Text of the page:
Skinner sells the Atten collection: mainly from the 17th and 18th centuries
Review by Rick Russack, Photos courtesy of Skinner Inc
MARLBOROUGH, MASS. – There was some nineteenth-century material, but not much, when Skinner sold the collection of Illinois collector and dealer Marion Atten, who died last year. She collected and sold in numerous salons and in her boutique furniture and accessories used in American and European homes of the 17th and 18th centuries. There have been few “targeted” sales of this material, perhaps since Skinner’s sale of the Roger Bacon collection in 1983 and Skinner’s sale of the Forke collection in 2019. Buyers have responded enthusiastically, many items far exceeding estimates.
Leading the sale, fetching $31,250, was an 18th-century Connecticut River Valley Hadley Chest. The collection included numerous tree plates and bowls, bellarmine pitchers, antique lighting, 17th century Bibles, numerous common stools, common chests, Pilgrim Century chairs, glazed earthenware, antique arms and armor and a wide variety of unusual small accessories. The October 14 sale was a ‘timed’ auction with a three-day live preview in the Skinner Gallery in Marlborough. The rough, over $510,000, exceeded the high estimate, so the shipper and Skinner were very pleased.
From the moment the catalog went live, the sale’s top favorite emerged in a Connecticut River Valley Hadley Chest that would fetch the sale’s highest price. Online bidding was over $11,000 the day before the sale ended, and the final price, $31,250, was almost four times the estimate. The early 18th century carved oak chest with one drawer had a characteristic flat tulip carving with the initials “MI” in the center panel. The fact that the carved top was a replacement did not deter bidders, who also accepted the other minor imperfections and finish.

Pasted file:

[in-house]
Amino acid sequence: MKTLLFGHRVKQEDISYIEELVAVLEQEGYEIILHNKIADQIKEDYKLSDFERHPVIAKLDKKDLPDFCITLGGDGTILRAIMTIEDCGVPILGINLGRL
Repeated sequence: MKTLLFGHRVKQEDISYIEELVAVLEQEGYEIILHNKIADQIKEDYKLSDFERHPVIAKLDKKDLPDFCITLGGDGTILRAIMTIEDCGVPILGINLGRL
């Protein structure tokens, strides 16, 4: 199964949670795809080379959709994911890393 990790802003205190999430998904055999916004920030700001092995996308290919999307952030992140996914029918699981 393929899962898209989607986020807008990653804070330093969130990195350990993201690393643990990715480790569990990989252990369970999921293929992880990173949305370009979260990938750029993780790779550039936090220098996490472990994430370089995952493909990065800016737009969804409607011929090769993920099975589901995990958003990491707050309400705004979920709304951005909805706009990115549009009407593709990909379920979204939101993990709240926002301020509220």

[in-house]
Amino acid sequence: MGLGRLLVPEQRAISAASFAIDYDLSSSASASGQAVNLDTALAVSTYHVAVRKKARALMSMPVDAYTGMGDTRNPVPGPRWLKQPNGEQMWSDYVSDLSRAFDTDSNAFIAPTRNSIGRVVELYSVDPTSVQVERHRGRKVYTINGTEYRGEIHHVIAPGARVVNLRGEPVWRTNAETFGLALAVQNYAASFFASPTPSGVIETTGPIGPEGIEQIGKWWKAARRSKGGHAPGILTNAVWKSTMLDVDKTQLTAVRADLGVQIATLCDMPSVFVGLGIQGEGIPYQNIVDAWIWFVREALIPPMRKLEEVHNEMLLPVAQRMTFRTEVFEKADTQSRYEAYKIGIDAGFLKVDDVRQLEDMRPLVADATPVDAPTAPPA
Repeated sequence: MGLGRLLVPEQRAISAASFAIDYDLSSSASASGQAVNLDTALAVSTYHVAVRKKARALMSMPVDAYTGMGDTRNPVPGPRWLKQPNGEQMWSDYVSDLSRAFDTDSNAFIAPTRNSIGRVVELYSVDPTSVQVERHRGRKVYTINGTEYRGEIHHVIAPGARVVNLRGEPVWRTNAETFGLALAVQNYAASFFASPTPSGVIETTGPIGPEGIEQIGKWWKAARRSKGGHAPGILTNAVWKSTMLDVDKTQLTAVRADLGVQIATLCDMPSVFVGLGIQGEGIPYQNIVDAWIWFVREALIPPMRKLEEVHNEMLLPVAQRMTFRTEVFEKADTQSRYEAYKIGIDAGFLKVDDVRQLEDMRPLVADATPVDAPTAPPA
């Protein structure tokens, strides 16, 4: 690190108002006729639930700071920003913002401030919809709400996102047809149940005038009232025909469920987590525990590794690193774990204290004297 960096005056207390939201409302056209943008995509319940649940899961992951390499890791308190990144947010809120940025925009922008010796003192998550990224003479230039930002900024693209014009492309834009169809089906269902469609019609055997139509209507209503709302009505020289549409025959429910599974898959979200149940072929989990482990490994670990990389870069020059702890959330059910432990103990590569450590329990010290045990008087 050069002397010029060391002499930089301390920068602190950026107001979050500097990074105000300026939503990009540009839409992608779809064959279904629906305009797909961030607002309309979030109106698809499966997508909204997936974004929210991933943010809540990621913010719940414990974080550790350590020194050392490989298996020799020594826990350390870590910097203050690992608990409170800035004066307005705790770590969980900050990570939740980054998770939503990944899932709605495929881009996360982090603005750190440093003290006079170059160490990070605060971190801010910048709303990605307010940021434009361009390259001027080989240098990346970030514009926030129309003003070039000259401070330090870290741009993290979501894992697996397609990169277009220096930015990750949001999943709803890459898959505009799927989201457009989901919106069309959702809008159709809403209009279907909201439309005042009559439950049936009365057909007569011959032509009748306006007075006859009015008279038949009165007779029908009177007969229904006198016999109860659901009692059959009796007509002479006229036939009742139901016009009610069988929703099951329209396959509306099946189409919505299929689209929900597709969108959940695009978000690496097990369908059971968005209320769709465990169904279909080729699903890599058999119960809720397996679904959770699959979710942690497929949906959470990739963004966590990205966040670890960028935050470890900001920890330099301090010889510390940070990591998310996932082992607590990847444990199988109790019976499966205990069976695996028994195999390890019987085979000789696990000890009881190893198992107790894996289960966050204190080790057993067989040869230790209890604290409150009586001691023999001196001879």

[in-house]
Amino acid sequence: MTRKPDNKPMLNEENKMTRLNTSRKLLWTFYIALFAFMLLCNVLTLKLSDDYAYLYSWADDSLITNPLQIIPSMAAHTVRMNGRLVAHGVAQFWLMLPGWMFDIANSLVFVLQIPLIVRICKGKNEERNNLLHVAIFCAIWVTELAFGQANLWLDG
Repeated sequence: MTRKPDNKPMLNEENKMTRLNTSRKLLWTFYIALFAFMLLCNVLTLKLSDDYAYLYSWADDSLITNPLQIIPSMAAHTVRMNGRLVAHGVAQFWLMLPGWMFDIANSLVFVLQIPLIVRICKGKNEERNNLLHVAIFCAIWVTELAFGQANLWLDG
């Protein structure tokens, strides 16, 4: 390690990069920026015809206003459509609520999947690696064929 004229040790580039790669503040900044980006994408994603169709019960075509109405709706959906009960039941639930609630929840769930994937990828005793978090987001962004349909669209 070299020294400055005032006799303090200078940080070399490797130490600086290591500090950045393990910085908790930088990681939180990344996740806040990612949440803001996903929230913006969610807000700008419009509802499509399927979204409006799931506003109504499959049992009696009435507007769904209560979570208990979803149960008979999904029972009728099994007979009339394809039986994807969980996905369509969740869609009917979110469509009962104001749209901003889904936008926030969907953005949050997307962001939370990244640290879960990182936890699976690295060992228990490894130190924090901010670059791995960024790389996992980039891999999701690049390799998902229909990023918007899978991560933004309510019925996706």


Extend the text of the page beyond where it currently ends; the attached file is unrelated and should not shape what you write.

Finishing at $21,250 was a two-drawer Plymouth County chest of drawers from around 1690. The two drawers sat beneath a geometric paneled front, with a double tombstone, carved sawtooth molding, and the chest had paneled sides and stile legs. He had been photographed in Luke Vincent Lockwood Colonial furniture in America and had been exhibited at the Van Cortland Mansion in the Bronx. It had last been sold at Sotheby’s in 2010, and Skinner’s catalog stated, “According to the catalog note at the last auction of this piece, only four other coffers from this group of examples from the county of Plymouth survive with the double arch arrangement of moldings on the center panel. Whether the top was original or an older replacement was debatable, but other condition issues were minor.
There were several other attachments. A circa 1675-1700 carved and joined oak sunflower cabinet, converted from a chest, made in or near Wethersfield, Connecticut, fetched $18,750. It had a molded top above a converted cabinet section with carved floral panels and turned and applied blackened half-baluster spindles. The upper part originally had a lift-top, which is now fixed, and the front has been transformed into a two-door cabinet.
Many pieces in the collection had solid provenances. For example, a carved oak sunflower chest with replaced hinges, also from the Wethersfield area, fetched $11,250. It had been illustrated and discussed in Wallace Nutting, Pilgrim Century Furniture and also pictured in Helen Comstock’s American furniture. It would have been displayed in Sturbridge Village in the Fenno House. A 17th-century carved oak bible box, which fetched $17,500, more than four times the estimate, was closely tied to a chair with Hingham’s story, which had been photographed and discussed in The Wrought Covenant: Source Material for the Study of Craftsmen and Community in Southeastern New England, 1620-1700.